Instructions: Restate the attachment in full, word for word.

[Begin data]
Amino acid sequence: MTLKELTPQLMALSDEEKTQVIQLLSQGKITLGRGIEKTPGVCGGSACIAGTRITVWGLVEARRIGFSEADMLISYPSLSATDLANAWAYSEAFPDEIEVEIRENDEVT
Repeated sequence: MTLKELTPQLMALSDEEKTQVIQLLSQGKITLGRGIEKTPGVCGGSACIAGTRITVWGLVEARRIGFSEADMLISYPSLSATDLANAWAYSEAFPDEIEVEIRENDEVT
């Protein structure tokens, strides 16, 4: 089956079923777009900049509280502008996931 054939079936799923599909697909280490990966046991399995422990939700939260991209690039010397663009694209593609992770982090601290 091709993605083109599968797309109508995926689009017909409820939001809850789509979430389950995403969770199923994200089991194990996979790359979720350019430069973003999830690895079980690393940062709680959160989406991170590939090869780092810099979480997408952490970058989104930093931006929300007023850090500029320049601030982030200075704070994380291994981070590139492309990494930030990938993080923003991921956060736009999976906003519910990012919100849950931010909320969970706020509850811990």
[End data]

Amino acid sequence: MTLKELTPQLMALSDEEKTQVIQLLSQGKITLGRGIEKTPGVCGGSACIAGTRITVWGLVEARRIGFSEADMLISYPSLSATDLANAWAYSEAFPDEIEVEIRENDEVT
Repeated sequence: MTLKELTPQLMALSDEEKTQVIQLLSQGKITLGRGIEKTPGVCGGSACIAGTRITVWGLVEARRIGFSEADMLISYPSLSATDLANAWAYSEAFPDEIEVEIRENDEVT
């Protein structure tokens, strides 16, 4: 089956079923777009900049509280502008996931 054939079936799923599909697909280490990966046991399995422990939700939260991209690039010397663009694209593609992770982090601290 091709993605083109599968797309109508995926689009017909409820939001809850789509979430389950995403969770199923994200089991194990996979790359979720350019430069973003999830690895079980690393940062709680959160989406991170590939090869780092810099979480997408952490970058989104930093931006929300007023850090500029320049601030982030200075704070994380291994981070590139492309990494930030990938993080923003991921956060736009999976906003519910990012919100849950931010909320969970706020509850811990």